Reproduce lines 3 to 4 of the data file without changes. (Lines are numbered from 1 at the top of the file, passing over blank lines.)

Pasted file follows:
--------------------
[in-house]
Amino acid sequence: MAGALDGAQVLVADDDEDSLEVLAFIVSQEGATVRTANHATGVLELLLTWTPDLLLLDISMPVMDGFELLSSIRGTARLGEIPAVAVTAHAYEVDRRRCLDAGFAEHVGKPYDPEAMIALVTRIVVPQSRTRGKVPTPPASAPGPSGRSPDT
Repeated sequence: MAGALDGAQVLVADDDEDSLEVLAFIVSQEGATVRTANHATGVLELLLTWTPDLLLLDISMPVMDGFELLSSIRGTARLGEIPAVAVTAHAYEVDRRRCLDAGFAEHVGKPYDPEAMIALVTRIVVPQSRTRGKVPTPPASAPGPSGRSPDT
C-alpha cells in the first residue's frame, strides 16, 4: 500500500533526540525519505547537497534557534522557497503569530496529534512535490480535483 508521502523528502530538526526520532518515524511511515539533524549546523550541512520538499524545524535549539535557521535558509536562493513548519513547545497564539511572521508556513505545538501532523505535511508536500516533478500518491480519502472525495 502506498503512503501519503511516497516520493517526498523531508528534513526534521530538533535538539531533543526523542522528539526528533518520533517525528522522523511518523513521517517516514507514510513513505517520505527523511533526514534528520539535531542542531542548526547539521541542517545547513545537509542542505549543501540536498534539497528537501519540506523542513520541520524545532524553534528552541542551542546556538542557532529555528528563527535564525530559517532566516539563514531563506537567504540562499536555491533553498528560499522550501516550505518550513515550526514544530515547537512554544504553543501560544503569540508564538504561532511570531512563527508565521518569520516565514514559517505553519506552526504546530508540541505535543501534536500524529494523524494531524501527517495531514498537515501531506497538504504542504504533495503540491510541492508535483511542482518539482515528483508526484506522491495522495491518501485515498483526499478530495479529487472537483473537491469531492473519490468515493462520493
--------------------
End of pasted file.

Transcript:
Repeated sequence: MAGALDGAQVLVADDDEDSLEVLAFIVSQEGATVRTANHATGVLELLLTWTPDLLLLDISMPVMDGFELLSSIRGTARLGEIPAVAVTAHAYEVDRRRCLDAGFAEHVGKPYDPEAMIALVTRIVVPQSRTRGKVPTPPASAPGPSGRSPDT
C-alpha cells in the first residue's frame, strides 16, 4: 500500500533526540525519505547537497534557534522557497503569530496529534512535490480535483 508521502523528502530538526526520532518515524511511515539533524549546523550541512520538499524545524535549539535557521535558509536562493513548519513547545497564539511572521508556513505545538501532523505535511508536500516533478500518491480519502472525495 502506498503512503501519503511516497516520493517526498523531508528534513526534521530538533535538539531533543526523542522528539526528533518520533517525528522522523511518523513521517517516514507514510513513505517520505527523511533526514534528520539535531542542531542548526547539521541542517545547513545537509542542505549543501540536498534539497528537501519540506523542513520541520524545532524553534528552541542551542546556538542557532529555528528563527535564525530559517532566516539563514531563506537567504540562499536555491533553498528560499522550501516550505518550513515550526514544530515547537512554544504553543501560544503569540508564538504561532511570531512563527508565521518569520516565514514559517505553519506552526504546530508540541505535543501534536500524529494523524494531524501527517495531514498537515501531506497538504504542504504533495503540491510541492508535483511542482518539482515528483508526484506522491495522495491518501485515498483526499478530495479529487472537483473537491469531492473519490468515493462520493